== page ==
We carried out a cross-sectional study related exclusively to spontaneous ADRs reported in Notivisa from 2008 to 2013 during breast cancer treatment with doxorubicin, cyclophosphamide, carboplatin, trastuzumab, docetaxel, and paclitaxel—which are the preferred regimens according to National Comprehensive Cancer Network and Brazilian guidelines (National Comprehensive Cancer Network., 2017; Brasil, 2018).

Notivisa is a computerized system developed by the National Health Surveillance Agency (Anvisa) to receive notifications of incidents, adverse events and technical complaints related to the use of products and services under sanitary surveillance (Mota et al., 2018; National Health System Surveillance (Anvisa)., 2018). Anvisa supplied data on the Notivisa website reports (Pharmacovigilance Module) as a Microsoft Excel® file, which was made available by collaboration research. The database provided did not allow patient identification. The study was approved by the Research Ethics Committee of the Federal University of Rio de Janeiro.

Suspected ADRs were analyzed for their origin (geographical location), the patient‘s age (in years) and suspected drug (Anatomical Therapeutic Chemical Classification System), and were also classified according to severity and System Organ Class (SOC/MedDRA). The findings were also compared to the information contained in drug labels (MedDRA, 2018).

We accessed only serious ADR reports by using the signals of disproportionate reporting (SDR) method and thresholds recommended by the European Medicines Agency (EMA), namely Reporting Odds Ratio (ROR) and thresholds based on the 95% confidence interval and number of individual cases (European Medicines Agency., 2016).

DPA methodologies use frequency analysis of two-dimensional contingency tables to estimate surrogate measures of statistical association between specific drug–event combinations mentioned in databases of spontaneous reports. For instance, the Reporting Odds Ratio (ROR) measure is defined by the formula below:

ROR=(a.d)/ (c.b)


• The value “a” indicates the number of individual cases that list the target drug P and the target ADR R;

• The value “b” indicates the number of individual cases that list the target drug P but not the target ADR R;

• The value “c” indicates the number of individual cases that list the target ADR R but not the target drug P;

• The value “d” indicates the number of individual cases that do not list the target ADR R or the target drug P

Eudravigilance adopts the following criteria to define an SDR (European Medicines Agency., 2016):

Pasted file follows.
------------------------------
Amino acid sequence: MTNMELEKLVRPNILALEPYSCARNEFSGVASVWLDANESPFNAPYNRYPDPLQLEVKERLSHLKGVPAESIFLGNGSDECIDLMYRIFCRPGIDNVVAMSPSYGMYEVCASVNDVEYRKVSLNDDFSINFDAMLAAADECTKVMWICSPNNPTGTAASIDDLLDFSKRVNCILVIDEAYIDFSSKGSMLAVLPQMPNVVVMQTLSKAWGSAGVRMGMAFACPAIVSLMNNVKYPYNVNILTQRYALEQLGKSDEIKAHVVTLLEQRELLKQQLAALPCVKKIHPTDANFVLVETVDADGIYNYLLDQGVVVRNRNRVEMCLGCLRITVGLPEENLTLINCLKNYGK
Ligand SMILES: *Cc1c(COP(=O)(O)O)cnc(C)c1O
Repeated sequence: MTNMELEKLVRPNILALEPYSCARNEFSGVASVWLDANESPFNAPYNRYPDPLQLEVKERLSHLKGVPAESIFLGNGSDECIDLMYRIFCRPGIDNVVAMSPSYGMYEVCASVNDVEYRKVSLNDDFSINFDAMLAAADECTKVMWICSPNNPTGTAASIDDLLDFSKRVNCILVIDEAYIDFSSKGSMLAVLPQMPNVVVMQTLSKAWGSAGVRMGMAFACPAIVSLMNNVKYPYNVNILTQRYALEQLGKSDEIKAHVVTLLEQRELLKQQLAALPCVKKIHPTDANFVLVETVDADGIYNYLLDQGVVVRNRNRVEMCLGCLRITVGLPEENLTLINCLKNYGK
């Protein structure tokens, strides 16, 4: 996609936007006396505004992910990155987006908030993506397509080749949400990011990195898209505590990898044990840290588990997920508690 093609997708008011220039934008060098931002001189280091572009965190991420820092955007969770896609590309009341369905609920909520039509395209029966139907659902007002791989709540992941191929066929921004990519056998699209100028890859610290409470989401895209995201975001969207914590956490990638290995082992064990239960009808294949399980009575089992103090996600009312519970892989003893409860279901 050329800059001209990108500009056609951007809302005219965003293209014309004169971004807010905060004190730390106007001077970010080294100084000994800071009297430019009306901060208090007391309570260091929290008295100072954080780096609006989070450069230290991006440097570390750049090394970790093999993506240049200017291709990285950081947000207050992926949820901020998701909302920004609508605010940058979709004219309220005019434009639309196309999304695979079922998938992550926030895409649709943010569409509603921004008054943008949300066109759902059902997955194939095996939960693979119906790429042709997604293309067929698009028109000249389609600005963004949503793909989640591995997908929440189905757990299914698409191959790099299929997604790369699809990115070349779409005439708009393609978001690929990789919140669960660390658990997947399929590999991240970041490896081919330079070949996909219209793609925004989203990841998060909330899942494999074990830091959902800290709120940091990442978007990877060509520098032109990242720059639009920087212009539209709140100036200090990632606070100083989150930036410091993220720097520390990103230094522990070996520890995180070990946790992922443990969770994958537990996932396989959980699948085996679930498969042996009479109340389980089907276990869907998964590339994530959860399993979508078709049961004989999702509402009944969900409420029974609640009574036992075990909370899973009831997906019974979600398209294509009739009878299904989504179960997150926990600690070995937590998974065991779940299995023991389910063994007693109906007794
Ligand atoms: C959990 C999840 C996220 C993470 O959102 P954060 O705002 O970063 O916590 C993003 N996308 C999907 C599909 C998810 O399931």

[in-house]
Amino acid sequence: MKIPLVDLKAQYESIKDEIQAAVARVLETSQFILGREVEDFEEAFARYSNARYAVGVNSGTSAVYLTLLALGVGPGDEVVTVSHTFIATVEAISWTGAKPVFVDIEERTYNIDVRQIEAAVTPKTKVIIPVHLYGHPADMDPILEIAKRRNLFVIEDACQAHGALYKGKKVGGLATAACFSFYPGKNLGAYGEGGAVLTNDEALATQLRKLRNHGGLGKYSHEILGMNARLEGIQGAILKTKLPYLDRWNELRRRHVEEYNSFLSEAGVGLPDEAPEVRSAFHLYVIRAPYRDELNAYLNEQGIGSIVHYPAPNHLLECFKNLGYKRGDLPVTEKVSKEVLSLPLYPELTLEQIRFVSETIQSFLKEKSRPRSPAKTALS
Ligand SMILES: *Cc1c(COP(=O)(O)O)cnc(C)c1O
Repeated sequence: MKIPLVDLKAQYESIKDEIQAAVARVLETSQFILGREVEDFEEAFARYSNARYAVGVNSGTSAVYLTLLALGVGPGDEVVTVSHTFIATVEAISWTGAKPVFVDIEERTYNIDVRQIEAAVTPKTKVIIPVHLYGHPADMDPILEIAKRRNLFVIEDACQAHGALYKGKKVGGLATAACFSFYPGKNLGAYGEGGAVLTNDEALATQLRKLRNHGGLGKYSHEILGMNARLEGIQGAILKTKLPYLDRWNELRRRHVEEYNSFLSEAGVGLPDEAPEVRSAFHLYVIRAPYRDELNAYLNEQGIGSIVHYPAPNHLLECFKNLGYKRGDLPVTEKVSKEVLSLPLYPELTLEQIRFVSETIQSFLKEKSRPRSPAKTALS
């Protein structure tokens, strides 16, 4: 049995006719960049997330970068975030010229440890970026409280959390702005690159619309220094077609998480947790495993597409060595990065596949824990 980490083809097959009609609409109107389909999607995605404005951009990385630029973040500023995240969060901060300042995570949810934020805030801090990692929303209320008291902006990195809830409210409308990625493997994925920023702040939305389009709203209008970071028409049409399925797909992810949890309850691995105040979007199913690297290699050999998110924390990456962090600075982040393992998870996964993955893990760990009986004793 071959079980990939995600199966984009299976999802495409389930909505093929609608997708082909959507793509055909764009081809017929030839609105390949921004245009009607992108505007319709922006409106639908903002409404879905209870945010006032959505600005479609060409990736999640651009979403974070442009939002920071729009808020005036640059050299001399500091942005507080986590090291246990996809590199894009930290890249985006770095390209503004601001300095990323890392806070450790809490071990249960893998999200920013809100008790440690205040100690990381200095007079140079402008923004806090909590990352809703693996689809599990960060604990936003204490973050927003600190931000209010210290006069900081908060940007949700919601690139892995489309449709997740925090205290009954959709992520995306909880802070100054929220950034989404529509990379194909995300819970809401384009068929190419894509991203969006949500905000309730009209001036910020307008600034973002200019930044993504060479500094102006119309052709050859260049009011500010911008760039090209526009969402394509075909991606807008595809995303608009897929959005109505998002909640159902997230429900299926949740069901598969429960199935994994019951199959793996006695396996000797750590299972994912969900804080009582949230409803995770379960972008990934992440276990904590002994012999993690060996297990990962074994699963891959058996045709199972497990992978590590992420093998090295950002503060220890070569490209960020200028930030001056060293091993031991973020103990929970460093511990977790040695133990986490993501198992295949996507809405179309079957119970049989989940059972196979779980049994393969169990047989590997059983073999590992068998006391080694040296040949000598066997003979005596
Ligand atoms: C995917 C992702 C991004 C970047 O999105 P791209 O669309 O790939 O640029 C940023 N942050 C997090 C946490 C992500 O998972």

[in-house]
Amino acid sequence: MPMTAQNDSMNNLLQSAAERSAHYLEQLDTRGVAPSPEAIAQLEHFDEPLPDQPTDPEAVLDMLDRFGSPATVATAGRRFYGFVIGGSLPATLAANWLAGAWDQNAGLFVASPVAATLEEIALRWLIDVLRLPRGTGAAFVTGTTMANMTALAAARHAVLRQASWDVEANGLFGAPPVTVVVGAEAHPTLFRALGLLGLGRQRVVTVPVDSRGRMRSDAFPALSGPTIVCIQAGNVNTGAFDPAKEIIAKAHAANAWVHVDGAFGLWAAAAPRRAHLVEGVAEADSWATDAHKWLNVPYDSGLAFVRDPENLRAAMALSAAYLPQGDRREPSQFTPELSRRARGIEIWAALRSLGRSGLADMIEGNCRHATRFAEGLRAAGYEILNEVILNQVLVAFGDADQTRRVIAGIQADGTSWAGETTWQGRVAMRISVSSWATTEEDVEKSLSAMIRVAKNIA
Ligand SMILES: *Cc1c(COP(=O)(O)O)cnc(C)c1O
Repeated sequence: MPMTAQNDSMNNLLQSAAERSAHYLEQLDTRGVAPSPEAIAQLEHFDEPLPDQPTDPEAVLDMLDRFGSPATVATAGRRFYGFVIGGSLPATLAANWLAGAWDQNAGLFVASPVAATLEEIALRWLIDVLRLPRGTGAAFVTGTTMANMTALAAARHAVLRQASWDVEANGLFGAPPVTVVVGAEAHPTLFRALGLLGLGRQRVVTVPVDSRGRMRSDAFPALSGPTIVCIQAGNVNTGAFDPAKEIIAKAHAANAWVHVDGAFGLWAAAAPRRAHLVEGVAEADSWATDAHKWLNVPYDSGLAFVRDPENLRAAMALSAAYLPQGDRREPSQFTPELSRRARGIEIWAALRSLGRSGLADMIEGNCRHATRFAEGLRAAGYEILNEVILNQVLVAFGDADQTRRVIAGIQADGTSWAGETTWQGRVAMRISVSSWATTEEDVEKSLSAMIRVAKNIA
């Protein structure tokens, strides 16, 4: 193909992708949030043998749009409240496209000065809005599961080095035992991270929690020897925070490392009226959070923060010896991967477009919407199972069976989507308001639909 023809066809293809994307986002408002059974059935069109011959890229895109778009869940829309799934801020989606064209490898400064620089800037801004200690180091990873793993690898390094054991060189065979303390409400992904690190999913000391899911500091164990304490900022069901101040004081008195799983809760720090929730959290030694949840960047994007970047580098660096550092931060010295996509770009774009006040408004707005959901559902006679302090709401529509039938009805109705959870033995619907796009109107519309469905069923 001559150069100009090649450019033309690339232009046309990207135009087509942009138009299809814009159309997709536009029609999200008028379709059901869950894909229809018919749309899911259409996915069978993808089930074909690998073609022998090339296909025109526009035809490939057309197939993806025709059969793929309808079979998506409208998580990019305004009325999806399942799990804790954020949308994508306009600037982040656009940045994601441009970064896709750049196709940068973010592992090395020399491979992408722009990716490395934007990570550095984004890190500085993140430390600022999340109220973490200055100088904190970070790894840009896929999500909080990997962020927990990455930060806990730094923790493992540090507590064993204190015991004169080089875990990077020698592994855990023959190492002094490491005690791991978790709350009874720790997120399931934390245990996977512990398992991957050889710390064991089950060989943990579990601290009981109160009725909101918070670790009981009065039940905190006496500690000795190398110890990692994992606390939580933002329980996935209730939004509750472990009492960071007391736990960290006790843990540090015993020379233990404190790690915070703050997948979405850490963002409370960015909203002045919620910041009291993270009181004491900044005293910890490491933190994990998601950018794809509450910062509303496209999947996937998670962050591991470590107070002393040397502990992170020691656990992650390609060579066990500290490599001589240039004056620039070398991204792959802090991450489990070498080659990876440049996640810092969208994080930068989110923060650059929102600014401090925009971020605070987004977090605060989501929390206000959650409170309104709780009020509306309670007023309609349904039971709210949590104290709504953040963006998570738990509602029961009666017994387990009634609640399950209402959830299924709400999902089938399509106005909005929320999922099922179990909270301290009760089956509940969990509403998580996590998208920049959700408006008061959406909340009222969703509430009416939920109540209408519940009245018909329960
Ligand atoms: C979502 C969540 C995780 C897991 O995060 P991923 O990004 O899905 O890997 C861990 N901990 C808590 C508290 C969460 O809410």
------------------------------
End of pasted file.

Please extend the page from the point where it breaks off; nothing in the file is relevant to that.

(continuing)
• The lower bound of the 95% confidence interval of the ROR measure is >1;

• The number of individual cases (value “a”) is greater than or equal to 3 for active substances contained in medicinal products, included in an additional monitoring list defined by the European Medicines Agency;

• The number of individual cases is greater than or equal to 5 for the other active substances;

• The event belongs to the Important Medical Event Terms (IME) list, as defined by EudraVigilance.

In this work, we adopted a conservative approach: ROR calculations were performed for all drugs with a ≥ 3, and defined the concept of SDR intensity as a measure directly related to the value ‘a'. Therefore, we differentiated between drug-event pairs with a ≥ 5 (higher intensity) and pairs with 3 ≤ a < 5 (lower intensity).

A situation occurs when c = 0, i.e., when all database reports containing a specific suspected ADR are associated to only one drug. In this case, the ROR cannot be computed and the value of the ROR is arbitrarily set at 99.9 to reflect the presence of a possible SDR, according to EudraVigilance (European Medicines Agency., 2016).

We adopted the same approach in this work. The observed signals were listed and further classified according to their intensity and ADR frequency, described in drug labels as: very common, not common, rare or very rare.


Overall analysis was performed on 1,309 reports with 3,139 drug-event pairs (4% of total Brazilian reports for all medicines in the study period).

All reports came exclusively from nine out of the 27 Brazilian States (Rio de Janeiro, São Paulo, Minas Gerais, Rio Grande do Sul, Santa Catarina, Paraná, Mato Grosso, Mato Grosso do Sul e Bahia). Most (64.7%) were from hospitals located in the state of Rio de Janeiro. The median age of the female patients was 51.7 years (range: 25–87 years).

Around 83% (n = 2603) of total suspected ADR (drug-reaction pairs) were classified as serious, for causing: death (n = 6), life-threatening conditions (n = 79), hospitalizations (n = 57), permanent disabilities (n = 19) and medically important events (n = 2472). Of all serious ADRs, the majority (78.1%) were associated with docetaxel, with the greatest prevalence of those classified as general disorders (Table 1).


Table 1. Serious ADRs related to breast cancer chemotherapy by system organ groups (Brazilian Health System Surveillance, 2008–2013).

Disproportionality Analysis

SDRs of higher intensity (a ≥ 5) and lower intensity (a ≥3 and a < 5; a ≥ 3 and c = 0*) were observed for docetaxel, paclitaxel, trastuzumab, doxorubicin and cyclophosphamide. The disproportionality analysis did not identify any SDR for carboplatin.